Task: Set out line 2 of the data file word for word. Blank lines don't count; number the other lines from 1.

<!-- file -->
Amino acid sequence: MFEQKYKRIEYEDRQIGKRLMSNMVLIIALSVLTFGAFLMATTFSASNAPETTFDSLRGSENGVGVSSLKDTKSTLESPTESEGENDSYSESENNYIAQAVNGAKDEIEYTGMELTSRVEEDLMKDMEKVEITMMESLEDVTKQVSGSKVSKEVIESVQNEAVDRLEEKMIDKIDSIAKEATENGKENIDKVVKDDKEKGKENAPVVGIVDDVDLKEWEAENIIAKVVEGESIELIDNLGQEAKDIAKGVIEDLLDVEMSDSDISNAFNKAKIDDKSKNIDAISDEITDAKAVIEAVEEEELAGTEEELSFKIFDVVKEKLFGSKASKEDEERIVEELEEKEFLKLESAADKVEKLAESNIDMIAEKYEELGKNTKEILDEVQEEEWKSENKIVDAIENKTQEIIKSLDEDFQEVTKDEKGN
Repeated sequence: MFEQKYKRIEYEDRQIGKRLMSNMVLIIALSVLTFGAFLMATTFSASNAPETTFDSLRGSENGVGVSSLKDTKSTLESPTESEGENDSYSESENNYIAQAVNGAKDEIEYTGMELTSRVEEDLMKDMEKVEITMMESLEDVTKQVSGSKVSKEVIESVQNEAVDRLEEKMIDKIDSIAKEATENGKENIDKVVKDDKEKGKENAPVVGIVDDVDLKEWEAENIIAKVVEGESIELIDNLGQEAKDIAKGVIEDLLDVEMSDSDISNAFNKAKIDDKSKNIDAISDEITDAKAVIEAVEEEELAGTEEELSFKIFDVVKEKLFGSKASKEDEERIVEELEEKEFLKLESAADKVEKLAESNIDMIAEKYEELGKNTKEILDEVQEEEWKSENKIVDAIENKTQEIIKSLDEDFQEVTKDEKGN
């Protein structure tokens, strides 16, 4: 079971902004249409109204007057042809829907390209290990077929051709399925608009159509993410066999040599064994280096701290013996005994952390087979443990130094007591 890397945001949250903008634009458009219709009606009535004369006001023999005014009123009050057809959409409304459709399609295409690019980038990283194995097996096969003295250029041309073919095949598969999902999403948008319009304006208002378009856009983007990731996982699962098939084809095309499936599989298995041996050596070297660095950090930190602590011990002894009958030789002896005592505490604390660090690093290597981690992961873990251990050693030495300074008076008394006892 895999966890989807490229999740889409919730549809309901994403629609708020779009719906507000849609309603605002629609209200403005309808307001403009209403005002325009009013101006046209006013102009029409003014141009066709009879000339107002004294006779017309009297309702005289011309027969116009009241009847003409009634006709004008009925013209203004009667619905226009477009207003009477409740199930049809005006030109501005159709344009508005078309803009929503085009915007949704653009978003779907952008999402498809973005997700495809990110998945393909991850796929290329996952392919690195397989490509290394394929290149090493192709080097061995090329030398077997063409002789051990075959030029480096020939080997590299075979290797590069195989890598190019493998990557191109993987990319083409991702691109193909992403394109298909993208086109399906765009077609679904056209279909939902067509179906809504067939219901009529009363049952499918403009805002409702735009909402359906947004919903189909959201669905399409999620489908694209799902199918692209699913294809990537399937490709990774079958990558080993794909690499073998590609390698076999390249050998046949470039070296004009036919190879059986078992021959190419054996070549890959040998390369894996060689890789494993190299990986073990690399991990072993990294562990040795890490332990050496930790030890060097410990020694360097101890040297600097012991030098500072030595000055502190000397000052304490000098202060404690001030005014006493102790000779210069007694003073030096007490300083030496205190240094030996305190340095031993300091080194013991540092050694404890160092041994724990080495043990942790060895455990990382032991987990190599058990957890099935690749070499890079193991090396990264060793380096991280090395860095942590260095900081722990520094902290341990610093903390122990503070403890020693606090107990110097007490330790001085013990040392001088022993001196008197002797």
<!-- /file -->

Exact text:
Repeated sequence: MFEQKYKRIEYEDRQIGKRLMSNMVLIIALSVLTFGAFLMATTFSASNAPETTFDSLRGSENGVGVSSLKDTKSTLESPTESEGENDSYSESENNYIAQAVNGAKDEIEYTGMELTSRVEEDLMKDMEKVEITMMESLEDVTKQVSGSKVSKEVIESVQNEAVDRLEEKMIDKIDSIAKEATENGKENIDKVVKDDKEKGKENAPVVGIVDDVDLKEWEAENIIAKVVEGESIELIDNLGQEAKDIAKGVIEDLLDVEMSDSDISNAFNKAKIDDKSKNIDAISDEITDAKAVIEAVEEEELAGTEEELSFKIFDVVKEKLFGSKASKEDEERIVEELEEKEFLKLESAADKVEKLAESNIDMIAEKYEELGKNTKEILDEVQEEEWKSENKIVDAIENKTQEIIKSLDEDFQEVTKDEKGN